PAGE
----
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Quantum One-Way State Generators Imply Quantum Commitments


Core Concepts
Quantum one-way state generators (OWSGs) with O(n/log(n)) copies are equivalent to quantum commitments and to polytime-copy OWSGs. The weakest OWSGs from which quantum commitments can be obtained are those with O(n/log(n)) copies.
Abstract
The content discusses the relationship between quantum one-way state generators (OWSGs) and quantum commitments. Key highlights: OWSGs are quantum analogues of classical one-way functions, where the output is a quantum state rather than a classical string. It is shown that O(n/log(n))-copy OWSGs are equivalent to polytime-copy OWSGs and to quantum commitments. This establishes that O(n/log(n))-copy OWSGs are the weakest OWSGs from which quantum commitments can be obtained. The proof follows a construction similar to the classical case of obtaining pseudorandom generators from one-way functions, but with crucial modifications to handle the quantum setting. The construction involves flattening the quantum state, using properties of Rényi entropies, and applying quantum extractors to amplify the statistical difference between the commitment states. The reverse direction, showing that quantum commitments imply polytime-copy OWSGs, is also established. These results connect quantum commitments to the fundamental primitive of OWSGs, and have implications for secure multi-party computation in the quantum setting.
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Key Insights Distilled From

by Rishabh Batr... at arxiv.org 04-05-2024

https://arxiv.org/pdf/2404.03220.pdf
Commitments are equivalent to one-way state generators

Deeper Inquiries

What are the potential applications of the equivalence between quantum one-way state generators and quantum commitments beyond secure multi-party computation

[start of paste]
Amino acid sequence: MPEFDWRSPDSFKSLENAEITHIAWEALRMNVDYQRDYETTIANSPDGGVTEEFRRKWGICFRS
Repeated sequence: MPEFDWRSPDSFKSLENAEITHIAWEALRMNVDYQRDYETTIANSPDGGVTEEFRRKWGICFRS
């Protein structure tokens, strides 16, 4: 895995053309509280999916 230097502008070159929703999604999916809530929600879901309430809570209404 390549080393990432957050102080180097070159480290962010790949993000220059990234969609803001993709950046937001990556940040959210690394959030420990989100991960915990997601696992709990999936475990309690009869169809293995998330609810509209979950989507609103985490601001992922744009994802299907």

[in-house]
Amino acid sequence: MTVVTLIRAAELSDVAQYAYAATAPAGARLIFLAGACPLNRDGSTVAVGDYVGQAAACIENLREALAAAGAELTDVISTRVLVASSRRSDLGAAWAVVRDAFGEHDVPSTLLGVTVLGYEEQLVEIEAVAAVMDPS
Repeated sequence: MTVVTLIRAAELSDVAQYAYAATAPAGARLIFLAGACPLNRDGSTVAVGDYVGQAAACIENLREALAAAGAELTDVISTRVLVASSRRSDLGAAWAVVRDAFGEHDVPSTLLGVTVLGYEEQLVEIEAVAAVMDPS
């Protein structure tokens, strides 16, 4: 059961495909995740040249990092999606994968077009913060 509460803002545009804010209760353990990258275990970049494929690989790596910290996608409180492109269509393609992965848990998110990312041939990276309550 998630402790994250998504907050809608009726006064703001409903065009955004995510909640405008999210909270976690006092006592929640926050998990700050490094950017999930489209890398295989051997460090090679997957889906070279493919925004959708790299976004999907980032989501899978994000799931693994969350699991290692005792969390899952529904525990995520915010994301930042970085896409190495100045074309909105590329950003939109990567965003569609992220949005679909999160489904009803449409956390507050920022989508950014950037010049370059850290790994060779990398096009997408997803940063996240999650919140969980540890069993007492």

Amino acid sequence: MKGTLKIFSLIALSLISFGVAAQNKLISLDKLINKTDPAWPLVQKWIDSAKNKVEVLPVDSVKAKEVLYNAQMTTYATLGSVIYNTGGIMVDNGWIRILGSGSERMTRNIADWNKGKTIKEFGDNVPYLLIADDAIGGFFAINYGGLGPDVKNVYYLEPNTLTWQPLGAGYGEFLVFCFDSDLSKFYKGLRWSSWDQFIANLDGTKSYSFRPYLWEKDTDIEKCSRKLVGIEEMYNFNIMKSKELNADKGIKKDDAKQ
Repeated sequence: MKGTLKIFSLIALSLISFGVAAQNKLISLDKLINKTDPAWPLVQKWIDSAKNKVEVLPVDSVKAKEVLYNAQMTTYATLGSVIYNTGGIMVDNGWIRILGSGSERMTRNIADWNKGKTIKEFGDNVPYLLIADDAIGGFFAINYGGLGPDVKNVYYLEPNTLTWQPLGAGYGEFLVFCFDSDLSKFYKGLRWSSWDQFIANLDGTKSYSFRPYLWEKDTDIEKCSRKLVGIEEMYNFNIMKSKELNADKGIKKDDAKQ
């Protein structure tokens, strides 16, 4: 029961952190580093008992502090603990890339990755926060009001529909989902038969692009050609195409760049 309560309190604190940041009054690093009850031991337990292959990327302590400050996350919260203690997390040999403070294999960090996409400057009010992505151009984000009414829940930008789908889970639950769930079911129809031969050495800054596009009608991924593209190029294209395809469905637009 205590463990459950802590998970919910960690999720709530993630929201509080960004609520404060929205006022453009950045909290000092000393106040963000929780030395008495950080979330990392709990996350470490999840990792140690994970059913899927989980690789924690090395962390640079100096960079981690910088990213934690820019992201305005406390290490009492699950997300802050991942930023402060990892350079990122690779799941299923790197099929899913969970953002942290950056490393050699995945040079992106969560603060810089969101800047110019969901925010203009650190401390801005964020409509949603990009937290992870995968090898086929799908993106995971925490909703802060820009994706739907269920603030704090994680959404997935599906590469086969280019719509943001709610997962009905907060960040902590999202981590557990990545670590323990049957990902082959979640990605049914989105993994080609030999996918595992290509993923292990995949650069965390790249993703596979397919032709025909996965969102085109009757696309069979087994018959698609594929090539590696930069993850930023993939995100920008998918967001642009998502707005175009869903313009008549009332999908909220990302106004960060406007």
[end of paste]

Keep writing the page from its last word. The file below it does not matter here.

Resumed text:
The equivalence between quantum one-way state generators and quantum commitments has significant implications beyond secure multi-party computation. One potential application is in quantum key distribution protocols, where the security of the key exchange relies on the commitment scheme. By leveraging the equivalence, we can enhance the security and efficiency of quantum key distribution systems. Additionally, this equivalence can be utilized in quantum digital signatures, ensuring the integrity and authenticity of digital messages in a quantum communication network. Moreover, the equivalence can be applied in quantum coin flipping protocols, enhancing the fairness and trustworthiness of the outcomes in quantum interactions.

Can the techniques developed in this work be extended to establish equivalences between other quantum cryptographic primitives

The techniques developed in this work can be extended to establish equivalences between various other quantum cryptographic primitives. For example, the equivalence between quantum commitments and one-way state generators can be further explored in the context of quantum zero-knowledge proofs. By investigating the relationships between these primitives, we can enhance the security and efficiency of quantum cryptographic protocols such as quantum secure multiparty computation, quantum homomorphic encryption, and quantum oblivious transfer. Additionally, the insights from this work can be applied to study the connections between quantum commitments and quantum obfuscation, paving the way for advancements in quantum secure computation.

How might the insights from this work inform the design of practical quantum cryptographic protocols and systems

The insights from this work can inform the design of practical quantum cryptographic protocols and systems by providing a foundational understanding of the relationships between different cryptographic primitives. By leveraging the equivalence between quantum one-way state generators and quantum commitments, researchers and practitioners can develop more secure and efficient quantum cryptographic protocols for various applications. This understanding can lead to the development of novel quantum cryptographic schemes with enhanced security guarantees and improved performance. Additionally, the insights can guide the implementation of quantum cryptographic systems in real-world scenarios, ensuring the confidentiality, integrity, and authenticity of quantum communication channels.
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